In a recent Pennsylvania court case, remodeler Anthony Surman was not only found guilty of scamming clients, but failed to follow corporate formalities, and as a result exposed his personal assets to potential forfeiture.
Attorneys Julie Goldstein and Ronald Williams, who specialize in representing contractors, authored a blog on the case, noting it as a unique learning opportunity.
“The contractor had registered a corporation ... but it was terminated prior to entering into the contract with the [clients],” she says. The homeowners’ complaint concerned a bathroom renovation, noting frequent timeline extensions, multiple requests for additional payment, and poor workmanship. “Basic law is that if you follow the formalities, your personal assets are protected. But a judgment against an individual means they can go after your personal assets.”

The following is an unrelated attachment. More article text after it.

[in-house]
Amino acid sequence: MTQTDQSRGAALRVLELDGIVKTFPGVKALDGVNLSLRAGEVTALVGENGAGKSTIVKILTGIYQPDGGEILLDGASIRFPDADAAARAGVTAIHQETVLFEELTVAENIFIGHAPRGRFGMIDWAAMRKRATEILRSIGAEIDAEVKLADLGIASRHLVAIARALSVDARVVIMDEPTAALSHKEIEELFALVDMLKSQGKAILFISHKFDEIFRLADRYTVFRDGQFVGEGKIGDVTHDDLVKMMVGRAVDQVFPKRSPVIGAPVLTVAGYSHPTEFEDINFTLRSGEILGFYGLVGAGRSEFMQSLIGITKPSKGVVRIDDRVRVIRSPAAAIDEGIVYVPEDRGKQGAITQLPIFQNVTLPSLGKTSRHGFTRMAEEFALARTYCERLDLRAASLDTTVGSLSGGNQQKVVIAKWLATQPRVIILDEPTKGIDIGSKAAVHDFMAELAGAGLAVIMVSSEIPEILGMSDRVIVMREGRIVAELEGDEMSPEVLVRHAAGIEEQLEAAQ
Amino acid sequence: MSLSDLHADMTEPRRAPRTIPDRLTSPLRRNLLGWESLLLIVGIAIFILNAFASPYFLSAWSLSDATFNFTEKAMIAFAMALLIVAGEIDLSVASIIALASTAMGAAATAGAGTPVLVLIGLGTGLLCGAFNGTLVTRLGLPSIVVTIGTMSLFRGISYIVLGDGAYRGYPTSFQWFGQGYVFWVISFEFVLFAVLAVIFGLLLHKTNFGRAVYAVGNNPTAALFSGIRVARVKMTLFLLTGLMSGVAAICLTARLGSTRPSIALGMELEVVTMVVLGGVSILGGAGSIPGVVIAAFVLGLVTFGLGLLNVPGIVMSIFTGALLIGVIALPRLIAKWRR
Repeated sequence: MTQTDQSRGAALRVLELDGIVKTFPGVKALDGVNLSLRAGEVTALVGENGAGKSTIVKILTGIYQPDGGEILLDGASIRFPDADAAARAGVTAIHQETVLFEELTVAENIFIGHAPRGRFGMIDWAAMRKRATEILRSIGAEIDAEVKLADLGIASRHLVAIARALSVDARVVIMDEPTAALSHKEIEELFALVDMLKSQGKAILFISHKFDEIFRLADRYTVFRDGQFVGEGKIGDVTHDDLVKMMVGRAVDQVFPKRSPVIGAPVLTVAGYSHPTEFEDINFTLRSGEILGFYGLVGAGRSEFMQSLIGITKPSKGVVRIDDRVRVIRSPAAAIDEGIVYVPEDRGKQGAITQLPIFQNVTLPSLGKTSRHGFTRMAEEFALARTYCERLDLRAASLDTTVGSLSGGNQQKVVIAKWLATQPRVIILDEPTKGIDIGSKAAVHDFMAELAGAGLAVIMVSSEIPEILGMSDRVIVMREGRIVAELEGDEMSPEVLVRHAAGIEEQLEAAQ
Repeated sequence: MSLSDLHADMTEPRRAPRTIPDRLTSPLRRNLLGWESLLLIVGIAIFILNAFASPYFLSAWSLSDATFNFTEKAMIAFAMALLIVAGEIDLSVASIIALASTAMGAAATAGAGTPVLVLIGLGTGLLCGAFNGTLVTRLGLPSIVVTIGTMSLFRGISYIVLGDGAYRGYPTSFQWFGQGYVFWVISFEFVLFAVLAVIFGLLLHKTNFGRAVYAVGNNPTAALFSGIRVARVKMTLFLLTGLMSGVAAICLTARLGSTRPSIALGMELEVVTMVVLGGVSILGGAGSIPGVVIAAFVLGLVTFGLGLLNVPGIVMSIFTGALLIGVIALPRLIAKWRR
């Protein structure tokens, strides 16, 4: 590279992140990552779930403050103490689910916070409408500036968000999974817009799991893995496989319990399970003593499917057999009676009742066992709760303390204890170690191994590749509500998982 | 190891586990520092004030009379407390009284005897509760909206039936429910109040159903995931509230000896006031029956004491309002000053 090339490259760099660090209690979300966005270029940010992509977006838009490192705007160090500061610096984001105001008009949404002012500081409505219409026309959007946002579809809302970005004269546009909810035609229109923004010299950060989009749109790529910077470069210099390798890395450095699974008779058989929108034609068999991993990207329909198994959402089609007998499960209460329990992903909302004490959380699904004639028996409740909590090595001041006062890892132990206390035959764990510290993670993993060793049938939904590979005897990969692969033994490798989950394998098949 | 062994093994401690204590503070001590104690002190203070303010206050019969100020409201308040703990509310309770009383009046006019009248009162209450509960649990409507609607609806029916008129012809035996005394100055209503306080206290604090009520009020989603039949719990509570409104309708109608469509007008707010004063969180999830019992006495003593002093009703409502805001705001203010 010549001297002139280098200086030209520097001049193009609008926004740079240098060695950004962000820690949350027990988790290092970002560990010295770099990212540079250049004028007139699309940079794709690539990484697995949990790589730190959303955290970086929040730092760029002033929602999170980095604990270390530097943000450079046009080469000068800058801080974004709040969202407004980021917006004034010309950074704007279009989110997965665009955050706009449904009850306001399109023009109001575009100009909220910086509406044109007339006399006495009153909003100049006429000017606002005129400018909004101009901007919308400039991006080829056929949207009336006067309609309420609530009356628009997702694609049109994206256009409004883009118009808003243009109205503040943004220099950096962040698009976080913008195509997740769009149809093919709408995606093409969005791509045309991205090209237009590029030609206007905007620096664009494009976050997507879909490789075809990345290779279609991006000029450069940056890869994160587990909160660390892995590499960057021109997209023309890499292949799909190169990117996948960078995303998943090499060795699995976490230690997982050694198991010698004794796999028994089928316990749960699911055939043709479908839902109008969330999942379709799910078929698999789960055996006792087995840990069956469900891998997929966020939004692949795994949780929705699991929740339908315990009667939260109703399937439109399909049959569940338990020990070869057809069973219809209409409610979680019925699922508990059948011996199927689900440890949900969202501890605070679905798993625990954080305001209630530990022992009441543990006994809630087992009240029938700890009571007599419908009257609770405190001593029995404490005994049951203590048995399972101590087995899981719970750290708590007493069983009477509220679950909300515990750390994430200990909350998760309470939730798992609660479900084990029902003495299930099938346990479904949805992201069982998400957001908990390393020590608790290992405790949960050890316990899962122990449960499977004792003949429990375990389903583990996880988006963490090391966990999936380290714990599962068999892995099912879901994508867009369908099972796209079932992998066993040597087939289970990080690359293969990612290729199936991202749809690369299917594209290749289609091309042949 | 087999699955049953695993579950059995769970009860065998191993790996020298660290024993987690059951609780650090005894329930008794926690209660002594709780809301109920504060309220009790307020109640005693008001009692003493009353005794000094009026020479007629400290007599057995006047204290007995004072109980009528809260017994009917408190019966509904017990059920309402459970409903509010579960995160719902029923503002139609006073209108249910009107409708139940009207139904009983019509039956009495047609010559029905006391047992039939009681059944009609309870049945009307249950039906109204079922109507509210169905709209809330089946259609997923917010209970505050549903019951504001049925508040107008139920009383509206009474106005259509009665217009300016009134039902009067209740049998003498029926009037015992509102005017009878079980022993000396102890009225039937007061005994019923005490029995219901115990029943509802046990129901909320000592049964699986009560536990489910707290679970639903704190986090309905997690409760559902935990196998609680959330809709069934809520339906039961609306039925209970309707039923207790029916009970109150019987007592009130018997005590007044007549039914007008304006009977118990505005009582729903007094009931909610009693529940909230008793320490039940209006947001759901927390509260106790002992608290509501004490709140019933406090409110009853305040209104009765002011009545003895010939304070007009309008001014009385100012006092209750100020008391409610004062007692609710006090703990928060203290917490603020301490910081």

In order to be considered a legitimate corporation, businesses in Pennsylvania need to fulfill some basic requirements, or formalities, such as having a business bank account and keeping a set of books, among others. Surman’s failure to maintain his corporate identity exposed him as a liable individual under Pennsylvania’s Home Improvement Consumer Protection Act.